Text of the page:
Watching someone you love suffer from addiction is extremely difficult and can even be a very traumatic experience. Because of the love we hold for our close friends and family members, it can be difficult to discern whether our assistance is enabling or helping their recovery process. Sometimes we may excuse certain behaviors from our loved ones if they have a history of negatively reacting to help. Understanding the difference between helpful and enabling behavior will help individuals better assist their loved ones with their journey to recovery.
What is Enabling Behavior?
Enabling someone means doing something for them that they are more than capable of doing for themselves, which prevents them from fully experiencing the impact and consequences of their life choices. Enabling can also mean ignoring certain behaviors that are not conducive to one’s recovery process or their overall well-being. Here are a few examples of enabling behavior:
- Protecting an addict from the potential consequences of their hazardous actions.
- Attempting to maintain a peaceful environment by harboring secrets regarding the addict’s behaviors.
- Protecting an addict by defending or making excuses for their behavior.
- Bailing the addict out of trouble.
- Blaming others for the addict’s behavior.
- Blaming addict’s behavior on their personality, past history, or other illnesses.
- Avoiding physical contact with an addict in order to maintain a peaceful environment.
- Providing undeserved financial assistance.
- Trying to control the addict’s social life by choosing their friends, jobs, and social activities.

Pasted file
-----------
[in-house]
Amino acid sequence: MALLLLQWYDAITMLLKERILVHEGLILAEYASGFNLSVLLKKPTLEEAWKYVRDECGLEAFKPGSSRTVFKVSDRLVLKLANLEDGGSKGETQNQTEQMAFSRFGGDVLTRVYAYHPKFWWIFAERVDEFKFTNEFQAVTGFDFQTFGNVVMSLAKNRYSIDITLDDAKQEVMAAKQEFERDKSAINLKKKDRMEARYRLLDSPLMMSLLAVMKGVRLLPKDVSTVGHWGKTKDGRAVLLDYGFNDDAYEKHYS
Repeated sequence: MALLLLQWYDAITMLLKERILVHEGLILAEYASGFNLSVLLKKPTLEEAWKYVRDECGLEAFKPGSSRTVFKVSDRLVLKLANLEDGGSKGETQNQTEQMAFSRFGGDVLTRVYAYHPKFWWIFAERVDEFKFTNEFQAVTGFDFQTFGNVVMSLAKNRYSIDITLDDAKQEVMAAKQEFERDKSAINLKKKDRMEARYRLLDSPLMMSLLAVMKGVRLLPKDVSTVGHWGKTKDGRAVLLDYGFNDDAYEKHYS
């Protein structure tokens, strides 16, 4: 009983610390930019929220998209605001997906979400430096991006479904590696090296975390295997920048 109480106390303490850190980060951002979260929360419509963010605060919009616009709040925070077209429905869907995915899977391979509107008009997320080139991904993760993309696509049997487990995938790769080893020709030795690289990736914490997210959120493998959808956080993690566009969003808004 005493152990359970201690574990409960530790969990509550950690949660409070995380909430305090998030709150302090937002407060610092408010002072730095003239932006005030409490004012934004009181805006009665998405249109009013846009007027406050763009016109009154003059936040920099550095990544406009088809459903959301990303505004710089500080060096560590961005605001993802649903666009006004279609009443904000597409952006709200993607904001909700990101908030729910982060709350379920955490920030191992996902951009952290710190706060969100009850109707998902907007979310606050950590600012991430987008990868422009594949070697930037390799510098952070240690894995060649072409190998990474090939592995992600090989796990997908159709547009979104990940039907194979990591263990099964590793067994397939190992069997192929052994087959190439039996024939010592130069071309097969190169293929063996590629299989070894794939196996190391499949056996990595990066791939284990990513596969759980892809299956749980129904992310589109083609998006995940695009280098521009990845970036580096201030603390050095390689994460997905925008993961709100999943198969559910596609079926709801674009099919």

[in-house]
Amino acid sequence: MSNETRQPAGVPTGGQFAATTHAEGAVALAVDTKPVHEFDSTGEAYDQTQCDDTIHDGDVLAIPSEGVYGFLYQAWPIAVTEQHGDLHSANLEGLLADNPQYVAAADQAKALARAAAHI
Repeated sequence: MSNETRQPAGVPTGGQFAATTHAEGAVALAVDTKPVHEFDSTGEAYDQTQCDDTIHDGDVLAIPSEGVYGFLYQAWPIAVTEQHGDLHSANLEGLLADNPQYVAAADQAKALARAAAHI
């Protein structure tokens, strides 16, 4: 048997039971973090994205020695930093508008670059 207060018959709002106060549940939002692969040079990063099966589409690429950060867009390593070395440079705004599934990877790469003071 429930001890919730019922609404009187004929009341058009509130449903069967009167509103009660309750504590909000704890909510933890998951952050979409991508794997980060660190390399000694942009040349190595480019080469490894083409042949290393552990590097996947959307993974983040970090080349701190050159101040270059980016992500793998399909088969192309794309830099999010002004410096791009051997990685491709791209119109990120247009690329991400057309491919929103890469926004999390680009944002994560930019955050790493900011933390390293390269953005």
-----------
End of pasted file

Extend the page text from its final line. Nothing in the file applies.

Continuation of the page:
- Taking care of the addict in a way that they should be taking care of themselves.
Helping A Loved One’s Recovery Process
As difficult as it may be, sometimes tough love is the only effective way to help a loved one with their recovery process. Circumstances often get to the point where family members (or other loved ones) have no other choice except to love while practicing detachment. Allowing a loved one to experience the impact of their behavior is the best way to help them because they get to learn firsthand from their own mistakes.
Detaching is more helpful than enabling because it allows family members, friends, and spouses to no longer take responsibility for their loved one’s addiction. Other helpful actions that families can take to assist their loved ones with recovery are attending meetings, setting boundaries, refraining from making excuses, and completely committing to their loved one’s treatment. Family involvement can be an important element in aiding one’s recovery process, but it’s important that families understand the difference between enabling and helping their loved ones.
Discovery Place Treatment Center
If your loved one is suffering from addiction, the best thing to do is to seek help from an appropriate treatment facility. At Discovery Place, we offer various alternative treatment programs to assist our patients with their recovery process. We offer a 30-Day Residential Alternative Program, a Long-Term Alternative Addiction Recovery Program, and other special programs. We even offer a Family Matters workshop to help families understand how they can be of best assistance to their loved ones during their journey. Contact our office today for a free consultation at (800) 725-0922 if you would like more information.